'Electricians, plumbers, roofers - we can put these people back to work," said Rhone A. Resch, president of the Solar Energy Industries Association.
Resch's group, based in Washington, is teaming up with IEEE, the electrical-engineering society, to cosponsor this year's PV America (PV = photovoltaic = solar electric) conference and trade show at the Convention Center, 1101 Arch St.
The groups say they will bring 3,000 sun-power businesspeople and engineers here next week, June 8 to 10. The 135 solar-themed exhibits are open to the public June 9, noon to 8 p.m.
The brains and the business muscle of the young but growing solar business will be passing through Philadelphia, including Jigar Shah, founder of Goldman Sachs Group Inc.-backed solar-electric producer SunEdison L.L.C., of Beltsville, Md.; Department of Energy solar czar JoAnn Milliken; ex-CIA chief turned "energy independence" advocate James Woolsey; solar analysts from Morgan Stanley and other Wall Street firms; and Tim Anderson, University of Florida solar-engineering scholar, who'll run IEEE's 34th yearly Photovoltaic Specialists Conference next door to the trade show.
Between debating new systems and swapping ideas on how to finance expansion, they'll be trying to sell you home and business solar-electric systems, many of them eligible for state subsidies and federal tax breaks that can shave half or more from the cost of installation.
Philadelphia isn't sunny Phoenix. Why meet here? Because Pennsylvania and other northeastern states took the lead in subsidizing solar energy when the federal government wouldn't, says Resch. And those subsidies reach further now, thanks to federal tax breaks offered by the George W. Bush administration and extended by President Obama.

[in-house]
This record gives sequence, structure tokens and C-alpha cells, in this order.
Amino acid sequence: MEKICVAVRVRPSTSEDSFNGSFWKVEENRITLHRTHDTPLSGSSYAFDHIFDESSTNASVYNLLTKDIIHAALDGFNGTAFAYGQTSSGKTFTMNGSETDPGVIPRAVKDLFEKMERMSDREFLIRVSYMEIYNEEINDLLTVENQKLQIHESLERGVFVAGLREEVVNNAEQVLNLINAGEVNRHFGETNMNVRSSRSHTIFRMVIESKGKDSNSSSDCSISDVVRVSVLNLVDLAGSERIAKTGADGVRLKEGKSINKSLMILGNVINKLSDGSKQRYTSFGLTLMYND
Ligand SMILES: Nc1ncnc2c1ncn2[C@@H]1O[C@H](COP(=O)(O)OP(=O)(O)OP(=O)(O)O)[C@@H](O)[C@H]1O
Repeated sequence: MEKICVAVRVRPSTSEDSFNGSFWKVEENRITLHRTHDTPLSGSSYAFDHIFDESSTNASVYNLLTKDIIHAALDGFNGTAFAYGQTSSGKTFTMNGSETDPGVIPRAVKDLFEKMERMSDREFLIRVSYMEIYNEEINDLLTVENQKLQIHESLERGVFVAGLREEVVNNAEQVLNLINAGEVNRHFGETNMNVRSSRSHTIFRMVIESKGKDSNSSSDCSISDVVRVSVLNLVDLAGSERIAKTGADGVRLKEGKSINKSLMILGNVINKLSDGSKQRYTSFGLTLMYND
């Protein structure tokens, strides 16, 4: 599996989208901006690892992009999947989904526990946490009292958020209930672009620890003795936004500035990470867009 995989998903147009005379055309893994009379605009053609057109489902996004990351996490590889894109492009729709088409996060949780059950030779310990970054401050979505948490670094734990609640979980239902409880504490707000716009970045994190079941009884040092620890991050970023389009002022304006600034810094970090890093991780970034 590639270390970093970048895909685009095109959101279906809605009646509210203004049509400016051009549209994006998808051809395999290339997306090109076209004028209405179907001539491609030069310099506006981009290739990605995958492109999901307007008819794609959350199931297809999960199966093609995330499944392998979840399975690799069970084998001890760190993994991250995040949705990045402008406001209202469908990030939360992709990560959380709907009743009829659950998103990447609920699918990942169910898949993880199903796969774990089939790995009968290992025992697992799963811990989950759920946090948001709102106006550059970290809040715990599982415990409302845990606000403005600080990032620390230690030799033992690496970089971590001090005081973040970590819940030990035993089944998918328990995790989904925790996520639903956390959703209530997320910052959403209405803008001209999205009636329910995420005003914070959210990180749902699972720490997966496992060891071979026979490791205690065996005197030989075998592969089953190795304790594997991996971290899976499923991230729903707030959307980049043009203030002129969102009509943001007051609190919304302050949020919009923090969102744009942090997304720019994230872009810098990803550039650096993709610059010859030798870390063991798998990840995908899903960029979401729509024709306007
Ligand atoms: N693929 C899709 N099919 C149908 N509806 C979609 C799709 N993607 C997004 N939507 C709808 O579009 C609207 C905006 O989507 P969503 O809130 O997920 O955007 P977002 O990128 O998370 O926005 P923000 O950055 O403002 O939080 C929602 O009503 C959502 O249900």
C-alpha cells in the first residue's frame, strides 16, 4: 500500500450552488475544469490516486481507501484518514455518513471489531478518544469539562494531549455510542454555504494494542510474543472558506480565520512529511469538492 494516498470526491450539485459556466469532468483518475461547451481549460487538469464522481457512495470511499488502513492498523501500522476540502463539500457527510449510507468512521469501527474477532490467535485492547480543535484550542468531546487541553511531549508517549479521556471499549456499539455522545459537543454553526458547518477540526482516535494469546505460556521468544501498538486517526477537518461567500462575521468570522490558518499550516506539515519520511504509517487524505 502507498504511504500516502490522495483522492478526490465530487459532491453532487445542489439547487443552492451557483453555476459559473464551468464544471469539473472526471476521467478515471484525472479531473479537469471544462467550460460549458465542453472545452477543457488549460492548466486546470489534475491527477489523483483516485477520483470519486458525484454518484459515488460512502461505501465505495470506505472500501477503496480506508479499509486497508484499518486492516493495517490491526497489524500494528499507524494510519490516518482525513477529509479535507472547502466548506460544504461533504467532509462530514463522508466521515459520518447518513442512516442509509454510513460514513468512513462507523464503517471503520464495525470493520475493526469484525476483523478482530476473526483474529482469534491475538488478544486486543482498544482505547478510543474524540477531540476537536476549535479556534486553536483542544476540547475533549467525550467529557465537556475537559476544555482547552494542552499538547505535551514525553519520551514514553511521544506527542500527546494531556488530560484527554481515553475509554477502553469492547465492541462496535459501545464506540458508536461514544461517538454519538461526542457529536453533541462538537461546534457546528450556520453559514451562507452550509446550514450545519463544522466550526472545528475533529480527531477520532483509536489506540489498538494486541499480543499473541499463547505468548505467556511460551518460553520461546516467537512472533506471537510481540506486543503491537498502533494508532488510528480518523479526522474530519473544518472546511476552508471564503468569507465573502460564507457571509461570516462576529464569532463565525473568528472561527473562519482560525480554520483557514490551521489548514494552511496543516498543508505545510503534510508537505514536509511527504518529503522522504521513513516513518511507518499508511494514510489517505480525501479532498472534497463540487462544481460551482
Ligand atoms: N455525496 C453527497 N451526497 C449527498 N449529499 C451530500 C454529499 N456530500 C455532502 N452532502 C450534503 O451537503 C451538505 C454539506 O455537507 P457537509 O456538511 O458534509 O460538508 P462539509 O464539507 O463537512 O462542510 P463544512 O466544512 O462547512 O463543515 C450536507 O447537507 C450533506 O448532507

Why should solar get public money? If we won't subsidize it, the U.S. industry will be crushed by government-sponsored European and Asian competitors, Resch's group says.
Visa vs. MasterCard
You'd think investors would stay away from credit card stocks. As Advanta Corp., of Horsham, cancels its cards, the largest card lenders - American Express Co., Bank of America Corp., Capital One Financial Corp., Discover, and JPMorgan Chase & Co. - are also losing money as industry default rates climb above 10 percent.
But the Visa and MasterCard payment systems, which operate the electronic networks that connect spenders, stores, and the banks, are still highly profitable.
They don't make loans; banks do that. But they still get a cut of every credit and debit card transaction that runs through their card networks. Visa and MasterCard get paid, even when a borrower defaults.
And card use is still rising.
"It is rare to find a large-cap company that can grow 20 percent per year during a recession," while still posting operating margins above 50 percent, Janney Montgomery Scott L.L.C. analysts Thomas C. McCrohan and Leonard A. DeProspo told clients in a recent report urging investors to buy Visa shares yesterday.
But they see warning signs. Growth has slowed from the red-hot rates of the mid-2000s. Card-use fees "are poised to decline" because of competition abroad. They see "the growing hostility toward the credit card industry in Washington." And outraged merchants tired of paying a couple of pennies off every dollar accuse the payment networks of stifling competition.
But the Janney analysts say Visa will likely keep its sky-high profit margins. "Visa spent more than $400 million on consultants last year," McCrohan told me, and it can afford to cut the costly consultants, trim ads and marketing, and shut regional operations to protect profits. Though that won't much help the U.S. economy.
Visa's smaller rival, MasterCard, isn't so flexible. Though its stock is cheaper than Visa (compared with profits), Janney rates the suburban New York company "neutral" because of "decelerating volume growth." They expect MasterCard will cut prices, but it won't catch market leader Visa soon.